Kallan Kersavage has worked at Jerry’s Color Center in Centralia for 17 years, managing it for the last four. During that time he has developed a sideline business where he “shocks” wood with electricity to create unique patterns that look like lightning bolts. Appropriately, his business is called NWHighVolt.
Known as fractal wood burning, the process uses high voltage electricity to burn a design on wood. Kersavage’s co-worker, Jared Taylor, saw the process demonstrated on YouTube and Kersavage took it a step further and incorporated it into a safe, insulated box.
“It’s a dangerous system and a dangerous box with no doubt whatsoever about that,” Kersavage said, “but with a respect for electricity, you can use this if you understand how.” Transformers from microwaves are used and rewired to produce all the power they can deliver. “It’s made very safe, very insulated to keep any electrical currents from skipping or arcing or any accidental touching of the electricity,” Kersavage said.
Although the shocking design is determined by electricity, Kersavage has some control over it. “I can control where the current goes and I can control the span of the branching. I can make it turn and I can make it do other stuff, but as far as other characteristics, it’s solely up to electricity doing it’s own thing.”
Taking pictures of his equipment is not allowed. “We don’t show pictures of the box or how it’s designed,” Kersavage said. “We keep that to ourselves.” Other people have seen it and tried to replicate it but they don’t add the personalized touch to the wood.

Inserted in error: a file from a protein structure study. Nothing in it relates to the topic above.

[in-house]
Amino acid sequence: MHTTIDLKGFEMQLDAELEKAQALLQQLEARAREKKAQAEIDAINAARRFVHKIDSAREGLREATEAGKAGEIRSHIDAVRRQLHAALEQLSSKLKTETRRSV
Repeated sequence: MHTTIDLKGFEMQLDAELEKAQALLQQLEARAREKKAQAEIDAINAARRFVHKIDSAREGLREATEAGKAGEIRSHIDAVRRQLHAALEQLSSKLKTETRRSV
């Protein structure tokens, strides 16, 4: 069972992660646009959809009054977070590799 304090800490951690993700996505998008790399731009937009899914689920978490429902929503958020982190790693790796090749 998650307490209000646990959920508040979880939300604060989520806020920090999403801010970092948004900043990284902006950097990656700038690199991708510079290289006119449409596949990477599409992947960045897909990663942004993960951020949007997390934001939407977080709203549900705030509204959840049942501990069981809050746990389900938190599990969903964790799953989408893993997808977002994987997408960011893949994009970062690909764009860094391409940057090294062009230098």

Artwork in the form of hand drawn art or ink transfers is added after the shocking pattern is established. “The shock was not enough,” Kersavage said. ”It needed more so we took it one step further and started adding artwork to it.”
Kersavage uses any type of wood and makes designs on signs, plaques and boxes. He has also decorated gun stocks, boat oars and a game table. “If it’s wood, it can be done,” Kersavage said. “It’s a rustic look, always one of a kind. Nothing will be identical.”
Kersavage can also add a glow inlay in multiple colors. He mixes a UV glow powder with clear resin and works it into the crevices of the shocked wood. After letting it dry, Kesavage sands everything. Then when the lights are turned off, the painted sections shine.
Local businesses have been very supportive of Kersavage’s decorative wood creations. Original Showcase Kitchens has supplied him with high grade wood and displayed his work at Interior Design Center, their store front in Chehalis. Jerry’s Color Center has also provided a wall to show Kersavage’s products in their store at 1321 Grand Avenue in Centralia.
All of Kersavage’s woodwork is reasonably priced. “You want people to be able to afford what they like,” Kersavage said of his pricing. At one time he sold his work in a couple of gift shops. Now it is all sold privately. To see his handiwork, go to Jerry’s Color Center or visit the NWHighVolt Facebook page.